This is the most crowded part of the park. Parking is hard. We enjoyed the hike up to and the mists from Bridal Veil falls but didn’t care about Yellowstone falls as they were very crowded.
And the Tunnel view is not to be missed. This is the classic photo-op with the half dome in the distance and the bridal veil falls on the right. Plan it for late afternoon when the sun lights up the half dome.
El Capitan soars high above and you do see fair number of climbers on its face. The rafting in the river looked particular inviting but we had plans to go up to Glacier point for Sunset.
To get away from the crowds and the day trippers, Glacier point is one the options. It’s about an hours drive from the valley.The ranger talk at Glacier point was one of the highlights of our trip. The sight of the valley below, the river, waterfalls and the setting sun over the half dome is surreal and is one experience you should not miss in the park. Most folks left after sunset, but this would be an awesome place to star gaze perched high above in the Sierra Nevada forest!
Falcons Nest B & B
After the sunset we drove to our B & B. We were lost as the forest floor darkens post sunset and we couldn’t find the signs easily. We reached the B & B by 9:00 pm. Our plan was to check in and then go out for dinner. There were no restaurants around. We asked our hosts for nearest restaurants and everything would either be already closed or would be by the time we reached. As Donn explained “this ain’t Spain“. So plan meals or carry food along. He heated some south-western chicken chipotle soup and made us some PB& J. Yummm, after a long day.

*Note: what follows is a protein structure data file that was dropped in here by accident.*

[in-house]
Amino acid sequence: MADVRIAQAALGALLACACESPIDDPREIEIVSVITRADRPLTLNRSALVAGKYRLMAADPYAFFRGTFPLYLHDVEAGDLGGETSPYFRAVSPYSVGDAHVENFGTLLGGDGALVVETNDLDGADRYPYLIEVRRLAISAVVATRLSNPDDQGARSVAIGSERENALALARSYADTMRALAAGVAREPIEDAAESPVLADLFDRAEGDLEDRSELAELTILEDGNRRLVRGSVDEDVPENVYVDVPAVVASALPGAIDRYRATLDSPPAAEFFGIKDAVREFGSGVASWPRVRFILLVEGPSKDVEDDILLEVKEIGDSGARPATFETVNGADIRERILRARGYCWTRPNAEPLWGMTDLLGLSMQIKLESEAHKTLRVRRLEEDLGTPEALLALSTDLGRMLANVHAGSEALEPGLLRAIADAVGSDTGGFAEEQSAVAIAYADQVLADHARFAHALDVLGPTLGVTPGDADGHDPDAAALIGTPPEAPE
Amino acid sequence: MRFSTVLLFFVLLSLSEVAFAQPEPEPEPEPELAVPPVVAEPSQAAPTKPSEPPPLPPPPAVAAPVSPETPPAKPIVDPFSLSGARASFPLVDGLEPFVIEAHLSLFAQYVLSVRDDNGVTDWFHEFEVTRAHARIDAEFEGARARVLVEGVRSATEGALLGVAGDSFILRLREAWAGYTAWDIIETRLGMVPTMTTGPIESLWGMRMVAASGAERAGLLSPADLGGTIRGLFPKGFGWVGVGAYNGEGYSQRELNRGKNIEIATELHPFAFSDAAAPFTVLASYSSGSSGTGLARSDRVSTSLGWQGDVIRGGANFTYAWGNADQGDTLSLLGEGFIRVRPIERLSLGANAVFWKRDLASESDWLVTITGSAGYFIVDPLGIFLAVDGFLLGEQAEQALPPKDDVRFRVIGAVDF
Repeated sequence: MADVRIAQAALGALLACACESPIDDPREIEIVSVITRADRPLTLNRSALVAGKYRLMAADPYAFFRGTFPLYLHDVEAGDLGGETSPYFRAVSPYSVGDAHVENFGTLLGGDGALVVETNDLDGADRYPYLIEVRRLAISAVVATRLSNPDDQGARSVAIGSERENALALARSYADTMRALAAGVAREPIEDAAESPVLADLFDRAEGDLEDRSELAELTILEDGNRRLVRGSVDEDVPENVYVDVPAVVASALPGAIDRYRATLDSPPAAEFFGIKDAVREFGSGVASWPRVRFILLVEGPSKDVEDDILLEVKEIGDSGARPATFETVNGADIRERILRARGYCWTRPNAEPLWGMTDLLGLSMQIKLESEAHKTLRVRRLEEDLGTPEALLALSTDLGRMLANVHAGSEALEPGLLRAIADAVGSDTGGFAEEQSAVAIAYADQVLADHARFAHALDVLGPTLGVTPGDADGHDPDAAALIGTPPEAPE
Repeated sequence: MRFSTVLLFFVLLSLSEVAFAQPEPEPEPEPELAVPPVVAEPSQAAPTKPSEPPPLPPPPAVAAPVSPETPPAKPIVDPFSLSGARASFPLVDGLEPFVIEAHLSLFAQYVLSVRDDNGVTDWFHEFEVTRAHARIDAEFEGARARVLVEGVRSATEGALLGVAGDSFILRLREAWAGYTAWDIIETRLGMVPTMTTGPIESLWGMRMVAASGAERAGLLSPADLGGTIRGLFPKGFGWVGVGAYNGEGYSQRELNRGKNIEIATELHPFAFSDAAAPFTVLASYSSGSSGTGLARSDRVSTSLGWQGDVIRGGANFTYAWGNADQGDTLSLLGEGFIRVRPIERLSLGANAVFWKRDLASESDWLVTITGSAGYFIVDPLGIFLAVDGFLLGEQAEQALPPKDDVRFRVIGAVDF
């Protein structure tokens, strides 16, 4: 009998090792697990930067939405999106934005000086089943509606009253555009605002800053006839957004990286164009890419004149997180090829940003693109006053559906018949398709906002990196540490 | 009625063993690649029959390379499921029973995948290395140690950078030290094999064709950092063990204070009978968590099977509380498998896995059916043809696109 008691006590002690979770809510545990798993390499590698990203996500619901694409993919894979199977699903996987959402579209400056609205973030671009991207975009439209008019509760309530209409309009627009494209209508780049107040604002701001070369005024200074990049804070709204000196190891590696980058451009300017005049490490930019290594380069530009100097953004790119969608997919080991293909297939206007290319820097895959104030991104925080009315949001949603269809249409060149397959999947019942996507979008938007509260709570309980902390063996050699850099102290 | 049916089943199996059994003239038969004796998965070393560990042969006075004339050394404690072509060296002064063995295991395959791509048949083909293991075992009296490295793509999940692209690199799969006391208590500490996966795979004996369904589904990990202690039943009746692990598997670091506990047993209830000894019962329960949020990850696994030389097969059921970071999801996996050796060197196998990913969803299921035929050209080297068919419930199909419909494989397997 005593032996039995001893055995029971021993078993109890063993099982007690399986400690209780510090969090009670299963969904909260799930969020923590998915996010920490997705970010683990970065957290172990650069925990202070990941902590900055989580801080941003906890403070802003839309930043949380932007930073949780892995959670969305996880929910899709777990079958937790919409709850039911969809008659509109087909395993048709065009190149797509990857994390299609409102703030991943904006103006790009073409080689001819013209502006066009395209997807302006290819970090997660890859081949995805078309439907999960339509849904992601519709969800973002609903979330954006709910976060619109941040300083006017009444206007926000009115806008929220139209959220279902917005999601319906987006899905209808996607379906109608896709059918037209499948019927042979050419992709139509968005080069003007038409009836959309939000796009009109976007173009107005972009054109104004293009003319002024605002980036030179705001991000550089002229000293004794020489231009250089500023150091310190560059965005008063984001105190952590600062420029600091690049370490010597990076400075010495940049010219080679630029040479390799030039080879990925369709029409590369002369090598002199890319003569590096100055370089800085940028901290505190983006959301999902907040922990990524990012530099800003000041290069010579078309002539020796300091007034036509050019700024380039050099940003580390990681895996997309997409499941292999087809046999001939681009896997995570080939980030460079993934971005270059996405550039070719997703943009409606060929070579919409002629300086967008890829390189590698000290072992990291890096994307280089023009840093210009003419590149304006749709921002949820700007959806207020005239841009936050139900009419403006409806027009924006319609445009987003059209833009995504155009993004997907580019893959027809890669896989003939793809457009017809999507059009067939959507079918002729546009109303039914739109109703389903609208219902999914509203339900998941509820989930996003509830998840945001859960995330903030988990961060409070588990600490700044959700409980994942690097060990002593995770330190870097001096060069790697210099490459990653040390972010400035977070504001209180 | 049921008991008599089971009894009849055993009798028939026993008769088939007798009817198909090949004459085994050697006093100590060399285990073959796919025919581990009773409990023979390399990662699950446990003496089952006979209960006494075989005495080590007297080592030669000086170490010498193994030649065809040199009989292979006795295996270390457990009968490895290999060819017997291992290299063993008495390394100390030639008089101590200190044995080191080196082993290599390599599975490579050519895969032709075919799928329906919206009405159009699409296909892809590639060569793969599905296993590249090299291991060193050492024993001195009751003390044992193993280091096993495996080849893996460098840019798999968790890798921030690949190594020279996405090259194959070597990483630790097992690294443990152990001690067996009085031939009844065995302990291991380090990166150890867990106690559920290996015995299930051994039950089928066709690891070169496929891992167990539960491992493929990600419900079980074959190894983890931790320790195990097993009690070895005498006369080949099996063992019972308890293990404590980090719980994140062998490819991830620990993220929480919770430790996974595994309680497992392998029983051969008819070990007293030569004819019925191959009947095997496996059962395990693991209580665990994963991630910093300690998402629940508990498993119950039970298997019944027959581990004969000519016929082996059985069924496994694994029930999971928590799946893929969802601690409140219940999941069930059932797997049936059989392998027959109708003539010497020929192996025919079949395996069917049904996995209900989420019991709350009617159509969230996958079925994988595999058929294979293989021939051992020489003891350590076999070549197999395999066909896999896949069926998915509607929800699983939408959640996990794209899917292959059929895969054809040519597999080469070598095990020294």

The next morning, Kay, cooked us some fabulous breakfast. Cornmeal waffles, eggs, fresh fruit and coffee. It was served on their beautiful outdoor deck. It was a lovely morning and we lingered over breakfast exchanging travel tales and getting tips for the day ahead.
Near the south end of the park,this is another place which is quiet and not crowded. A bus takes you along the loop amongst century year old giant sequoia trees which are over 300 feet tall! I was humbled in their presence. The trees are naturally fire resistant and have survived many a fires in their time.
After the tour, it was time for us to head back to San Francisco. We had a 7 am appointment the following morning and wanted to make sure we reached on time.
The drive back was routine except for these beautiful windmills that dotted the road.
Yosemite is one park that I simply fell in love with. So much so that Vipul and I planned to retire as Forest Rangers here! If we lived in Bay area we would probably visit it every spring and fall! Two days are very short to visit the park – we hope to return again with a camper and stay for long. Some day, some fall day!
Off to Seattle, Redmond and Bellevue. See you all once we get back.